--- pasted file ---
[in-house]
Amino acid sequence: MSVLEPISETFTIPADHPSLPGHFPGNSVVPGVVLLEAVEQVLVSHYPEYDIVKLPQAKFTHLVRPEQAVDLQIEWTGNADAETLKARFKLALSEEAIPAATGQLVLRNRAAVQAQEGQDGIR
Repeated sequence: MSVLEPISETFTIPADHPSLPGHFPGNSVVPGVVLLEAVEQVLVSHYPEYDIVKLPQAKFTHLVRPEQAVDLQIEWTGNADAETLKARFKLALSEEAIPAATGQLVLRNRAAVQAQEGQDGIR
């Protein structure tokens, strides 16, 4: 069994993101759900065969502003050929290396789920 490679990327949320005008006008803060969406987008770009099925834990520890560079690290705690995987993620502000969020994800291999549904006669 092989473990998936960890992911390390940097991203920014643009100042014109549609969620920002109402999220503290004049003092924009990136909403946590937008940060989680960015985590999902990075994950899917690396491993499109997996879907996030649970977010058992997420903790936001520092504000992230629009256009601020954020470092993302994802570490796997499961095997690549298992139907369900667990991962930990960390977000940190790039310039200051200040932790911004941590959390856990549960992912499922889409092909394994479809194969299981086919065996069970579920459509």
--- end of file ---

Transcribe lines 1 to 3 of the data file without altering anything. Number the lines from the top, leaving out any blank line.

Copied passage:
[in-house]
Amino acid sequence: MSVLEPISETFTIPADHPSLPGHFPGNSVVPGVVLLEAVEQVLVSHYPEYDIVKLPQAKFTHLVRPEQAVDLQIEWTGNADAETLKARFKLALSEEAIPAATGQLVLRNRAAVQAQEGQDGIR
Repeated sequence: MSVLEPISETFTIPADHPSLPGHFPGNSVVPGVVLLEAVEQVLVSHYPEYDIVKLPQAKFTHLVRPEQAVDLQIEWTGNADAETLKARFKLALSEEAIPAATGQLVLRNRAAVQAQEGQDGIR